"One of the biggest characteristics of China's DWF development in the past 10 years is that China is restricting industry scale to avoid a recession for the whole fishery industry. Some Western media reports have exaggerated the number of Chinese DWF vessels to exceed 10,000, which can be seen as selective blindness. They deliberately included some nearshore fishing vessels and unapproved vessels with Chinese characters on them," Chen Xiangmiao, director of the World Navy Research Center at the National Institute for South China Sea Studies, told the Global Times on Tuesday.

"To be honest, in recent years, there have been continuous efforts to regulate such activities. For example, Chinese vessels are now required to report their location per hour, which is much stricter than international standards. And among the eight regional fisheries management organizations China has joined, including the Indian Ocean tuna International Commission, China has consistently ranked among the top performers," Lü Ming, office director of the Marine Strategy Think Tank Research Center at Shanghai Ocean University, told the Global Times on Tuesday.

Earlier in September, the US National Oceanic and Atmospheric Administration released its 2023 Report to Congress on Improving International Fisheries Management, in which the US designated China as one of the seven nations and entities for IUU fishing.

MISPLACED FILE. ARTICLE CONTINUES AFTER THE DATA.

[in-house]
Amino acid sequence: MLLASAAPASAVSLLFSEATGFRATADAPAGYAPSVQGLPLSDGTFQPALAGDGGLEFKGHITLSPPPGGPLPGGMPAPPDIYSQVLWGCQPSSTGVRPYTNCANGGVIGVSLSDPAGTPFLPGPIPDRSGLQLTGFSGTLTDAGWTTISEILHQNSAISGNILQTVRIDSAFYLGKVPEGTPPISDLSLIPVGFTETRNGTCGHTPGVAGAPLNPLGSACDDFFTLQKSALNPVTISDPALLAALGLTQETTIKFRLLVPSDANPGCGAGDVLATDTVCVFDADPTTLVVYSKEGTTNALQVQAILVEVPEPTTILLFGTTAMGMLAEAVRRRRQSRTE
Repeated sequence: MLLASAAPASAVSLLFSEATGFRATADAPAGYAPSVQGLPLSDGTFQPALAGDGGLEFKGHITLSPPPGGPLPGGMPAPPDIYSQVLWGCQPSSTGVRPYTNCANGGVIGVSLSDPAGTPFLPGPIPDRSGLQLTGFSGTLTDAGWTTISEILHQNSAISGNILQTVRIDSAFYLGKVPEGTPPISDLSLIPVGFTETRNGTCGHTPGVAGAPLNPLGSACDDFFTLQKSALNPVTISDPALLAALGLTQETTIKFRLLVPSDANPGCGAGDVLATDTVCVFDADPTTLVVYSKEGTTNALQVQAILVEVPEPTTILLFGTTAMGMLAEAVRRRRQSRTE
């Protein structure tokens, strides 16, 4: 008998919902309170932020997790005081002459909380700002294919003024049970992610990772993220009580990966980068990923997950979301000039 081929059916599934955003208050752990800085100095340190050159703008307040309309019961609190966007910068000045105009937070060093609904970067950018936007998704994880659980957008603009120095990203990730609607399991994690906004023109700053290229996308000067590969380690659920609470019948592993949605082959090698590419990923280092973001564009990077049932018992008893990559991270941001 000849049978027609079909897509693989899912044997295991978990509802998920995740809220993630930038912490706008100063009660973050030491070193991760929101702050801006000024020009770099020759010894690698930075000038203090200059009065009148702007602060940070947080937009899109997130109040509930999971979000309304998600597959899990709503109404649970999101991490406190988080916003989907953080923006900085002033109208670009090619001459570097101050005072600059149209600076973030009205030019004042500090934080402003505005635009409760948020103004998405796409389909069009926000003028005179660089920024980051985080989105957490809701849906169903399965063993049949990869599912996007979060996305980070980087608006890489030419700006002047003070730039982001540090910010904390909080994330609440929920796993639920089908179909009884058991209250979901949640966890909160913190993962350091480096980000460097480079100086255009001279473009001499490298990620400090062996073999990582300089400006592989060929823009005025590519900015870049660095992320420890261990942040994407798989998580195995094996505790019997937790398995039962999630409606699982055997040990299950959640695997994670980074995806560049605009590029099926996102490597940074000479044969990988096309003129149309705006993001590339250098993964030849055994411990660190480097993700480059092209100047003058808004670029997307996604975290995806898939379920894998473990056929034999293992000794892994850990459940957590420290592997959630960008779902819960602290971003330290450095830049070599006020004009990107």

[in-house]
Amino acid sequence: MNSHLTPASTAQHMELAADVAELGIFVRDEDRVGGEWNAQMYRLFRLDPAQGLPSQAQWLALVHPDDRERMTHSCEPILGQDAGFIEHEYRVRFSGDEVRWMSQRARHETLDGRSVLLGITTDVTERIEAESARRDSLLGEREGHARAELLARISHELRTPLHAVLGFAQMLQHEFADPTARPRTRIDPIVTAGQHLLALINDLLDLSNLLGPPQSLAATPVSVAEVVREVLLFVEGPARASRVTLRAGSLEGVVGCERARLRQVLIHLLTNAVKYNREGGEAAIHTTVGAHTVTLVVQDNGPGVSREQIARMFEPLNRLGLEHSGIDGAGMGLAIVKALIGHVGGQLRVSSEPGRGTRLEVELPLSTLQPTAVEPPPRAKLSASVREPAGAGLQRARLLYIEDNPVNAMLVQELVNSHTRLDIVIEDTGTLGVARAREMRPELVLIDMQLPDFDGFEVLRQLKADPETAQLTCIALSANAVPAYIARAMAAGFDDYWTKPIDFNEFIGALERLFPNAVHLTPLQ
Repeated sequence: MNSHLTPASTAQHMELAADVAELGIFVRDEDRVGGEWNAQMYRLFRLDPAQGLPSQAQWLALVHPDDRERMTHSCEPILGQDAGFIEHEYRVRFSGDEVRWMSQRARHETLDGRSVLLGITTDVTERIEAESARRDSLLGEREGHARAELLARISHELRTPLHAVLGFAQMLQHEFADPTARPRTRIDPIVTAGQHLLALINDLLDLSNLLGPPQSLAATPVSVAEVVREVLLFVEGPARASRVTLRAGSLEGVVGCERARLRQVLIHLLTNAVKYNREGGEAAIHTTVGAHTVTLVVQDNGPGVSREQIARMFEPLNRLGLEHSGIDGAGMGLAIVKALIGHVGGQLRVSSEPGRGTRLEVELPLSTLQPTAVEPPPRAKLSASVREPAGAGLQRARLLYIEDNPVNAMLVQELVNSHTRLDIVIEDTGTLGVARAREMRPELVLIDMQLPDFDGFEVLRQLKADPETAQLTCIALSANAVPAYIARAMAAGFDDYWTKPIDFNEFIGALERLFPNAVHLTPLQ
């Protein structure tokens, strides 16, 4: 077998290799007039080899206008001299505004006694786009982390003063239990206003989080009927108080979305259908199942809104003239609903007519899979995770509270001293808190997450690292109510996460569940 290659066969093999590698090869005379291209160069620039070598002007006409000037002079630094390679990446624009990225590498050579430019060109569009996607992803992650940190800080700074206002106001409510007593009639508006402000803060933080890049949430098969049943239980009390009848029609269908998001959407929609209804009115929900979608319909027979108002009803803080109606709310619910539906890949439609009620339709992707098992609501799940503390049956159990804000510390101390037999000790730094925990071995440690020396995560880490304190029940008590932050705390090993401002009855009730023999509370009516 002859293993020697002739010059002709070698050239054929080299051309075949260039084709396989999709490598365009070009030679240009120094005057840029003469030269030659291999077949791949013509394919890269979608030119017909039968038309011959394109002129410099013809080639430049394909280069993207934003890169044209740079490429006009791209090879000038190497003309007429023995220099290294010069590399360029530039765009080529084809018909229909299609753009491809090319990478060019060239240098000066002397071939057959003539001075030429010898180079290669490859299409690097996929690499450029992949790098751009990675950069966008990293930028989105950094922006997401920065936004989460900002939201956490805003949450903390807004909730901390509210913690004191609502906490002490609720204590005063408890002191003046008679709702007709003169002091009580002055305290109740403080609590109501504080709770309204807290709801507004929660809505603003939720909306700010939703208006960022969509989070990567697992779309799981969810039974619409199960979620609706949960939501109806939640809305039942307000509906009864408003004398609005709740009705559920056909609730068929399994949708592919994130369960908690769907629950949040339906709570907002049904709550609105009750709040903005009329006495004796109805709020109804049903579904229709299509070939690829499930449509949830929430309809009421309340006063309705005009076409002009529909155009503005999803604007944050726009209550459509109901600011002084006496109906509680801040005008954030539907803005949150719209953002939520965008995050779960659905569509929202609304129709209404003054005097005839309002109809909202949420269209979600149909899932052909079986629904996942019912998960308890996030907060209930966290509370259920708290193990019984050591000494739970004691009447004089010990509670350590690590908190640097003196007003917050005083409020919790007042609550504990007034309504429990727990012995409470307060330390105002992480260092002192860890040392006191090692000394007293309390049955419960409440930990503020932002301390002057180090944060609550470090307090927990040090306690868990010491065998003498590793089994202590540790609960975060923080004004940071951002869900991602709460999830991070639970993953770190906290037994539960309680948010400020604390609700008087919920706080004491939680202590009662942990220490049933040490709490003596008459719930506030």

The concept of IUU fishing can be infinitely expanded, Chen pointed out. "For example, someone could say Chinese vessels conducted IUU fishing in waters in Latin America, West Africa or South Pacific without approval. But the truth is that China has the permission of local countries via bilateral agreements or treaties," Chen said.

To effectively protects sharks, manta rays, sea turtles, seabirds and related marine mammals, China prohibits large-scale driftnet fishing on the high seas. It refuses to approve the construction of any new pair trawlers or large-scale lighting purse seiners with cod-end that can have a destructive effect on fisheries resources. It actively develops and puts into use eco-friendly fishing boats, fishing gear, and fishing technology.